Three States Lead the Way in Consumer Privacy Protections

The United States is unique among industrialized nations in that it does not have a national law assuring consumer privacy rights. In due time we expect there will be a national law. but for now individual states are taking the initiative. Three states, California, Colorado, and Virginia, have passed consumer privacy laws. States that have privacy laws under active consideration include Massachusetts, North Carolina, New Jersey, Ohio, and Pennsylvania.

While these laws differ in detail, they are all broadly modeled after the General Data Protection Regulation (GDPR) enacted by the European Union. Understanding these laws is important because contact center agents frequently solicit new business and accept applications. Depending on the purpose, application forms can request highly detailed personal information. It is not a violation of international or state laws to collect consumer information, but it is essential that there be a sound business purpose for collecting this data, that it be treated with the utmost security, and that consumers understand that they have the right to verify and challenge the information.

The terms controller and processor are frequently referenced in state privacy legislation. They are derived from the GDPR, which governs privacy rules in the European Union and is the foundational document for state laws and privacy laws in non-EU countries. Controller ;means the natural or legal person, public authority, agency, or other body that determines the purposes and means of processing personal data. Processor means a natural or legal person, public authority, agency, or other body that processes personal data on behalf of the controller. An organization can act both as a controller and processor, which is typically the case with contact centers.

California Consumer Privacy Act (CCPA)

The California Consumer Privacy Act went into effect Jan. 1, 2020, with enforcement beginning six months later. The CCPA confers specific privacy rights to California residents and establishes obligations on the part of businesses that deal with consumer information.

The CCPA is aimed at for-profit entities that collect or receive personal information from California residents and meet one or more of these criteria: (a) Have annual gross revenue that exceeds $25 million (b) Annually receive, buy, sell, or share, directly or indirectly, the personal information of 50,000 or more California residents, devices, or households or (c) 50 percent or more of their annual revenue is derived from the sale of personal information about California consumers. Personal information includes virtually any type of information that can be traced back to a specific individual. The definition of sell is very broad. It includes disclosing, disseminating, making available, or transferring personal data and more. Transferring consumer data from a covered entity to a subsidiary that is not covered under the law is considered a sale and is therefore prohibited under the CCPA. Since it does not matter where the business is headquartered, the impact of CCPA extends beyond the borders of California.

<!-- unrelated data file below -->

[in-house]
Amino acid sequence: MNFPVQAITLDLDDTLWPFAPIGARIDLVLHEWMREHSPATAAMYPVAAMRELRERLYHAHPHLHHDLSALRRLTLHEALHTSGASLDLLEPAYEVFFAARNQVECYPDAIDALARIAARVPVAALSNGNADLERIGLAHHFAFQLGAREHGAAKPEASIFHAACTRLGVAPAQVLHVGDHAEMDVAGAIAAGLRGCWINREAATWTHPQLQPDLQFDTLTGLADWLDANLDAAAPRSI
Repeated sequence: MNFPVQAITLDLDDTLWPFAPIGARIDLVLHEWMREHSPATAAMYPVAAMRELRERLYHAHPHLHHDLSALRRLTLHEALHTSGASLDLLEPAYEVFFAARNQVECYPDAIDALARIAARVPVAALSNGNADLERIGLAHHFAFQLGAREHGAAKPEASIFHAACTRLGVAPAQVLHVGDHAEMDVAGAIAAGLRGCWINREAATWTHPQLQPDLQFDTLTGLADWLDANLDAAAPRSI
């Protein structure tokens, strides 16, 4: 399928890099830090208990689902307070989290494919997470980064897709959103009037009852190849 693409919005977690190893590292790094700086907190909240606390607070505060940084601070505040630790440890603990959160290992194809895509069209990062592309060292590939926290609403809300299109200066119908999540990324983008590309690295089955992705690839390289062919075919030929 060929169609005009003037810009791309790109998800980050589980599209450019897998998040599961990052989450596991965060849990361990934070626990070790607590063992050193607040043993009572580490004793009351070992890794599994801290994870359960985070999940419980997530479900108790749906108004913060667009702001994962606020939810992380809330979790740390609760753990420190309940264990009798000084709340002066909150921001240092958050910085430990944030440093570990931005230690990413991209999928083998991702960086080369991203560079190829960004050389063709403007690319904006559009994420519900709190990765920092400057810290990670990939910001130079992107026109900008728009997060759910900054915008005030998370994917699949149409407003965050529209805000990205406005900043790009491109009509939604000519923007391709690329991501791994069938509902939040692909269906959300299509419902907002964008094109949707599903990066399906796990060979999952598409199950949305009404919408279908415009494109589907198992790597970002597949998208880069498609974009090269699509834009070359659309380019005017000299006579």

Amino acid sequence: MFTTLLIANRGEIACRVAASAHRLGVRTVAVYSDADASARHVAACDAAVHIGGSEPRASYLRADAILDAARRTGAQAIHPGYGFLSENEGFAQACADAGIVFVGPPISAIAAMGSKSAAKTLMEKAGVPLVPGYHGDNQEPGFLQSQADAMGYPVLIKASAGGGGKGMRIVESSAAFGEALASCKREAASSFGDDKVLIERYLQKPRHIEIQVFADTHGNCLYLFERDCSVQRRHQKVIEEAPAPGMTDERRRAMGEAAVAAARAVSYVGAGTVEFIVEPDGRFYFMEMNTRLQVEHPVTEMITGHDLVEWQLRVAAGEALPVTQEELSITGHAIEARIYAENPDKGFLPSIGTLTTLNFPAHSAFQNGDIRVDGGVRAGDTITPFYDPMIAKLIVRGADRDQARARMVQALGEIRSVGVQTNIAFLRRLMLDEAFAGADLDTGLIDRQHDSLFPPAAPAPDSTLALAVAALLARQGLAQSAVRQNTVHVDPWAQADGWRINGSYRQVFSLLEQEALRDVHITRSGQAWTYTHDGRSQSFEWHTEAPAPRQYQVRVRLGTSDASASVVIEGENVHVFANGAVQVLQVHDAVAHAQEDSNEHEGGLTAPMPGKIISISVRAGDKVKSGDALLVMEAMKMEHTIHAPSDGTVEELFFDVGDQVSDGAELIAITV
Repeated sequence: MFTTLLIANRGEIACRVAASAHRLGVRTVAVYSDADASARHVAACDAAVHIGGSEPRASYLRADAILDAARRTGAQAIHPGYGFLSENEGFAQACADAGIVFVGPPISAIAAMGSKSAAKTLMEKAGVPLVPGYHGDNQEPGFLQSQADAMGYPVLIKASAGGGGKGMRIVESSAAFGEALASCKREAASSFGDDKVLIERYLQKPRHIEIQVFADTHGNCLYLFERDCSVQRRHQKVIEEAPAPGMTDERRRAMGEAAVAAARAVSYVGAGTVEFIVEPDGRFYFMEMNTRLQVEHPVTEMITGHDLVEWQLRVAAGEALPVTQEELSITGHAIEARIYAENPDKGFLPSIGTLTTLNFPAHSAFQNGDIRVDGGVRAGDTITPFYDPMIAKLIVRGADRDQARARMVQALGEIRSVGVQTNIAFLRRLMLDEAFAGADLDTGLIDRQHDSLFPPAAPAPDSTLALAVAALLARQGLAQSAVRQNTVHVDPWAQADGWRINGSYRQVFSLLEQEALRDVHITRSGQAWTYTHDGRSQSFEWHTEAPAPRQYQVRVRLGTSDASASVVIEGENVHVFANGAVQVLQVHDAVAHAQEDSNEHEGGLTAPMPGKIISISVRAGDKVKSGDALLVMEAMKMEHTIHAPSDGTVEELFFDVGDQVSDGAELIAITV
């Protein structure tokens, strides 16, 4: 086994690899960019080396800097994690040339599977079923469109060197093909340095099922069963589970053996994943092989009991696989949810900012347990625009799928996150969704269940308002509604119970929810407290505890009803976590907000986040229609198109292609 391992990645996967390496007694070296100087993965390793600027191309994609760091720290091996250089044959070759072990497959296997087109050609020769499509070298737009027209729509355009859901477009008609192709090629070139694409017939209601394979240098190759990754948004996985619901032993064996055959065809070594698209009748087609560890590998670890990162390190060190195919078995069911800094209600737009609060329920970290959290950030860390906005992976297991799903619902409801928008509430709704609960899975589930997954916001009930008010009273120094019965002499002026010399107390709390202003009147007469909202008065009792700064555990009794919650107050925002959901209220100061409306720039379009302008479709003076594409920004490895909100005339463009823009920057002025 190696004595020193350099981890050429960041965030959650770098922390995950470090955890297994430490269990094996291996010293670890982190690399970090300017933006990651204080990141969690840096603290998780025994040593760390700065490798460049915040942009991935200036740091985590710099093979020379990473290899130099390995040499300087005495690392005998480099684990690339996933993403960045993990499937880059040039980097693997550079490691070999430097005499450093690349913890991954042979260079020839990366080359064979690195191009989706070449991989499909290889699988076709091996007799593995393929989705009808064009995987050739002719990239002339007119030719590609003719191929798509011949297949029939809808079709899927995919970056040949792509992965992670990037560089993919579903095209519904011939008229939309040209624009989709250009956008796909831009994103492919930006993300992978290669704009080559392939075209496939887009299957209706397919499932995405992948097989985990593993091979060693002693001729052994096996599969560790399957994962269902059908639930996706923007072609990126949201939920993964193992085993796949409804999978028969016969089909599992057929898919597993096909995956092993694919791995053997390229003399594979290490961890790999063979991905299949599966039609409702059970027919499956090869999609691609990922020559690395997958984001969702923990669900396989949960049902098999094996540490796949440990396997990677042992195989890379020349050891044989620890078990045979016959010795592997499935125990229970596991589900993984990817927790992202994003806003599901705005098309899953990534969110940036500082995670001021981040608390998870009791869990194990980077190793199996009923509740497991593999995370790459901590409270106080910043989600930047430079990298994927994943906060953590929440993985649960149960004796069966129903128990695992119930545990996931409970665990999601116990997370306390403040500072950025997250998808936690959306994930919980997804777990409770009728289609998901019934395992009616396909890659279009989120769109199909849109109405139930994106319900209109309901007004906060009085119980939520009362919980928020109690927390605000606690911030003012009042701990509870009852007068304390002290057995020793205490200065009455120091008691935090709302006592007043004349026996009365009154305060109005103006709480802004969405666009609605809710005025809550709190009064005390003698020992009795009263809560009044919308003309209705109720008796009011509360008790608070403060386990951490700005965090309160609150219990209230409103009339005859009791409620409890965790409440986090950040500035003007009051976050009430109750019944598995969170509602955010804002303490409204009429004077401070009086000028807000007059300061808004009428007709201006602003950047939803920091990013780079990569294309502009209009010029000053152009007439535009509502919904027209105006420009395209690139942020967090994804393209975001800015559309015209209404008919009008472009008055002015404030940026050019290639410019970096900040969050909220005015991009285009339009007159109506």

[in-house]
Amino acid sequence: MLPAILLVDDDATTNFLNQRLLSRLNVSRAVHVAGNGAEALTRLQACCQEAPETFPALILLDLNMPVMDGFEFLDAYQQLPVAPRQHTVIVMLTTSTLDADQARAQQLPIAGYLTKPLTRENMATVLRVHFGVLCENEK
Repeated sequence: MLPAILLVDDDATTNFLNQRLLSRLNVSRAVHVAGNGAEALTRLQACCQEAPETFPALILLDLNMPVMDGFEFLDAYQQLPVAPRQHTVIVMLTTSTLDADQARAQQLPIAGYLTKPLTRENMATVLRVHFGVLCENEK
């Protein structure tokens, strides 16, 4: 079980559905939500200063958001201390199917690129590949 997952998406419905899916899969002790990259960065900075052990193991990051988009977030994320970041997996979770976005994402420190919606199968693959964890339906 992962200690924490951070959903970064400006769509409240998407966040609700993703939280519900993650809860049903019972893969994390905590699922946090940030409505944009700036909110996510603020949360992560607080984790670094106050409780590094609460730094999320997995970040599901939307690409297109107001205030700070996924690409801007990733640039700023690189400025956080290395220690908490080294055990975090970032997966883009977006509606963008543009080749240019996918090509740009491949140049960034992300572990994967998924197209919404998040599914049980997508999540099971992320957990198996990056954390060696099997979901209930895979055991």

Civil penalties range from $2,500 per violation or $7,500 per each intentional violation. There is no maximum for multiple violations.

Consumer rights and business obligations:

  • Consumers have the right to request that a business that collects personal information disclose the categories of sources from which that information was collected and the business purpose for collecting or reselling the information.
  • Upon request, a controller that collects personal information must delete that personal information and the business must generally comply, unless the information is essential for conducting business with the customer.
  • A business that collects consumers' personal information shall, at or before the point of collection, inform consumers as to the categories of personal information to be collected and the purposes for which the categories of personal information shall be used.
  • A business that sells personal information to third parties must notify consumers that the information could be sold, and the consumer has the right to opt out of the sale.
  • A business is required to create a separate "Do Not Sell My Personal Information" web page with a clear and conspicuous link from its homepage that informs California consumers that they can opt out of the sale of their personal information.
  • Consumers have the right to obtain their personal information in a format that allows them to transmit it to another organization.
  • Consumers have a private right of action that allows them to seek statutory or actual damages if their sensitive personal information is subject to unauthorized access, theft, or disclosure as a result of businesses' failure to implement and maintain required reasonable security measures.